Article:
Cold weather fails to bring a halt to success of historic Lacey Cup

Tadhg Evans

With a tradition that dates back to the 1950s, the Lacey Cup is one of the most historic races in the country, and not even the cold weather of recent days could deter some 130 cyclists from taking part in the 2018 edition.

Matt Lacey explained that the Manor West Bicycle Club-organised cycle was the brainchild of his uncle, Jack, who initiated the competition during his time in England.

It still rolls off today and its success shows no sign of dimming. A traditional opener to the domestic cycling season, the local, national and international cyclists rolled off on Sunday afternoon from George Poff's Garage before taking on a challenging route that brought them once again on a loop around west and mid Kerry and back to Skehanagh Cross on the Killorglin road, Tralee, reaching speeds of some 60 kilometres per hour in the process.

Speaking with understandable pride at the historic race's long-standing tradition, Matt Lacey was again pleased with how well the 2018 event went off at the weekend.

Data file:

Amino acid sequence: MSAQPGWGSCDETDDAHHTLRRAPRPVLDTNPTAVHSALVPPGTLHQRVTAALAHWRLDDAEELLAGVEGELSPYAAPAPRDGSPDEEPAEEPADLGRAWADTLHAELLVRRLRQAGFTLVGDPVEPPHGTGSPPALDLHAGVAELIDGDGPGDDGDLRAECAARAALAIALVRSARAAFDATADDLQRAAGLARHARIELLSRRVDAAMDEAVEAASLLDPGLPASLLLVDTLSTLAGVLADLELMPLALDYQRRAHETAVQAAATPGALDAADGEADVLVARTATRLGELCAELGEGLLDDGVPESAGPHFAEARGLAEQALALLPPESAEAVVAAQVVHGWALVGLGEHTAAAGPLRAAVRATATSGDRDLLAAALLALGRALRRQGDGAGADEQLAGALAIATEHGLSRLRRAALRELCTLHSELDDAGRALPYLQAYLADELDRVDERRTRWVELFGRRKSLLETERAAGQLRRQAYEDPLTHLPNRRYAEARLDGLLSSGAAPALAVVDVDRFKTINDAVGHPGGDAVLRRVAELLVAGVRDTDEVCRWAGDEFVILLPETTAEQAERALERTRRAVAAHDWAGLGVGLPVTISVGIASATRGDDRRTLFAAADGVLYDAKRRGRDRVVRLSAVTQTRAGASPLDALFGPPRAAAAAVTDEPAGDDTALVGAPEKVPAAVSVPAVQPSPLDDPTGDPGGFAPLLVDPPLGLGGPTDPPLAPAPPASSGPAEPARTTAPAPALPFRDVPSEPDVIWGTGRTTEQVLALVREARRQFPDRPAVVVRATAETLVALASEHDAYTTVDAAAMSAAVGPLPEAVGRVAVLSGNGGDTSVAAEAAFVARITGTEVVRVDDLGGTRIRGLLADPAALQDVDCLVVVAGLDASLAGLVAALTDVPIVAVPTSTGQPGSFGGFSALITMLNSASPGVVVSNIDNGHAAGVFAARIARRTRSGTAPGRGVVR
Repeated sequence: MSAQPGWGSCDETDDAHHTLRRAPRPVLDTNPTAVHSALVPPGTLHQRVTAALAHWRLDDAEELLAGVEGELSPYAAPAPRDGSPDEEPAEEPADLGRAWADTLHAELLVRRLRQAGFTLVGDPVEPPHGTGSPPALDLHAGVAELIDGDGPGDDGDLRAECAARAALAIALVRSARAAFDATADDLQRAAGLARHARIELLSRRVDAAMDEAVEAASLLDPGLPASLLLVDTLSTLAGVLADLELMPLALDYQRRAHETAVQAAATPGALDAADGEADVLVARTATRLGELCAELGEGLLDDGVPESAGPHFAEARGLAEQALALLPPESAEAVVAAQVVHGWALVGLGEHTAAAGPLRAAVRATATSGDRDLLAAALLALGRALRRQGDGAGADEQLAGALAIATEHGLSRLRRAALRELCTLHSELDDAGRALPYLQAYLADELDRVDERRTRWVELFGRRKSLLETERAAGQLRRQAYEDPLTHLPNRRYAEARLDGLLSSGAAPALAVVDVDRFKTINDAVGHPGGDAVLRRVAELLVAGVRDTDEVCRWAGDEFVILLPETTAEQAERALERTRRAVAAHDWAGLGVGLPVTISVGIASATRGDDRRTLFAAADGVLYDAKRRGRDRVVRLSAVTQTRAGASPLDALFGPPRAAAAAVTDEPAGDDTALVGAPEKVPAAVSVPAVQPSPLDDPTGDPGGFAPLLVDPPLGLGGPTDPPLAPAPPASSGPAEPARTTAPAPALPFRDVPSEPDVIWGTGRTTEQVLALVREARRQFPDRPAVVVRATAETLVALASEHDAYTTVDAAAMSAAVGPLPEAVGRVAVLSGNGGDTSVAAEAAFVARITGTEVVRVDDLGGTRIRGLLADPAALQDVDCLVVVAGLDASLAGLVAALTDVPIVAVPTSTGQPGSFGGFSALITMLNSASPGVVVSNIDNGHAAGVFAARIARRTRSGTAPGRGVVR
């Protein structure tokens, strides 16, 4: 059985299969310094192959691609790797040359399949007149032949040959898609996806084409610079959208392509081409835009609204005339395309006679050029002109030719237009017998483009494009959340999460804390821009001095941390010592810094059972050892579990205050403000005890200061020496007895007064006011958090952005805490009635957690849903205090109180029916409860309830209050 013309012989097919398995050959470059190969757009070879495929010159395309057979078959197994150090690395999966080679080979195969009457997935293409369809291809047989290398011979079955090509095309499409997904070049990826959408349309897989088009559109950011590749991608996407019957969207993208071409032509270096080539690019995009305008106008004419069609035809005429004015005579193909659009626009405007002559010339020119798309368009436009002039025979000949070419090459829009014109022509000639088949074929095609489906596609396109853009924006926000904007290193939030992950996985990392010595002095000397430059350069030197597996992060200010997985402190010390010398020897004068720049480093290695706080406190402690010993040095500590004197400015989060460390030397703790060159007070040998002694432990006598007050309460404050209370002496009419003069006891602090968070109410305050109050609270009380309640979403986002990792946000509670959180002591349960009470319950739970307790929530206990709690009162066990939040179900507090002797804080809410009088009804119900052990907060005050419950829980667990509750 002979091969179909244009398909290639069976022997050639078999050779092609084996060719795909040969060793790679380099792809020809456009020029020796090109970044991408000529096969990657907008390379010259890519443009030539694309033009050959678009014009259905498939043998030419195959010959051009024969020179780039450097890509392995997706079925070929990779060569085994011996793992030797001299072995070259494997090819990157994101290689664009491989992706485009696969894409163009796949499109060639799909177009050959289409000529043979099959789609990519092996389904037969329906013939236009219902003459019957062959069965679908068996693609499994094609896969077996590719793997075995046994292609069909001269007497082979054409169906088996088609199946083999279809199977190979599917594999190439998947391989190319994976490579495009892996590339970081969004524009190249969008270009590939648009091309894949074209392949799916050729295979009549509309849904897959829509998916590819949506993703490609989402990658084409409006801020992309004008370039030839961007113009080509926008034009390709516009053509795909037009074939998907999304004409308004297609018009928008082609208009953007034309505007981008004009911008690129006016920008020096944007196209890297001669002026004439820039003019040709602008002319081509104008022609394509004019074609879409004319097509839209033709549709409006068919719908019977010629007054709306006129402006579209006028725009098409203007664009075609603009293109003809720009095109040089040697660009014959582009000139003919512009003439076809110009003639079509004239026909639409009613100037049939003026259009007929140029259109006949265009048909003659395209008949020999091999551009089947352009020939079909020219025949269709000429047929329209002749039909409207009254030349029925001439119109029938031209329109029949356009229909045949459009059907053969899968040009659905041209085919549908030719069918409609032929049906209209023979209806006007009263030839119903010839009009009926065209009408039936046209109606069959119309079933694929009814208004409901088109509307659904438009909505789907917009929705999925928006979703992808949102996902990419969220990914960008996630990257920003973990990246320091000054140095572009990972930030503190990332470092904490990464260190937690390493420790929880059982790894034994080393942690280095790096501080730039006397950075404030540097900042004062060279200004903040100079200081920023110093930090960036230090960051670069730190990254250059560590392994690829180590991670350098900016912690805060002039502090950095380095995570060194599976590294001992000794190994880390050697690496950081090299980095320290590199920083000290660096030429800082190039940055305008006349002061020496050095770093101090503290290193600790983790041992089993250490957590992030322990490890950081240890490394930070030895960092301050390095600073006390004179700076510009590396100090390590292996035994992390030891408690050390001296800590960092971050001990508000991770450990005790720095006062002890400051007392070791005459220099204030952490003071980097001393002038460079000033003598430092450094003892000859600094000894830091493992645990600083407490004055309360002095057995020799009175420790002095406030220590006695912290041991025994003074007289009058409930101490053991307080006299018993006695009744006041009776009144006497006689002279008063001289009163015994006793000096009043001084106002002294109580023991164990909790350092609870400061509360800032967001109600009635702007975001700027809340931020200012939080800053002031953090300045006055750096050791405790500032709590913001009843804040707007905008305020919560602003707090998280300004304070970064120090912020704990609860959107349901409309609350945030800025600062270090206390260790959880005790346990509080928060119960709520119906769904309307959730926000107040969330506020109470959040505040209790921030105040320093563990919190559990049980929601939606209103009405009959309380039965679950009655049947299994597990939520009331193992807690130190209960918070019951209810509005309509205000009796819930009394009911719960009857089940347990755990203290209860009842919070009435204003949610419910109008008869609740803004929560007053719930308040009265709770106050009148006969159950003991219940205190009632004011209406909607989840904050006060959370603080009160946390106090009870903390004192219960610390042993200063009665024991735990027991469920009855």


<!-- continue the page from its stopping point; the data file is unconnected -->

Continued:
"It started off in the 1950s. There's a big tradition," he said.

"My uncle was in England at the time and had a bit of money to send over and buy a trophy - end of story.

"We go to Camp, Annascaul, Inch, Castlemaine, and back to Tralee. Matteo Cigala, who was an Italian junior champion but is now based in Ireland."

The former Italian under-23 international got the better of breakaway companions Paul Kennedy (Newcastle West CC) and Tom Shanahan (Limerick CC) on a weekend that saw many cycles called off - but there seems to be no stopping this much-loved competition.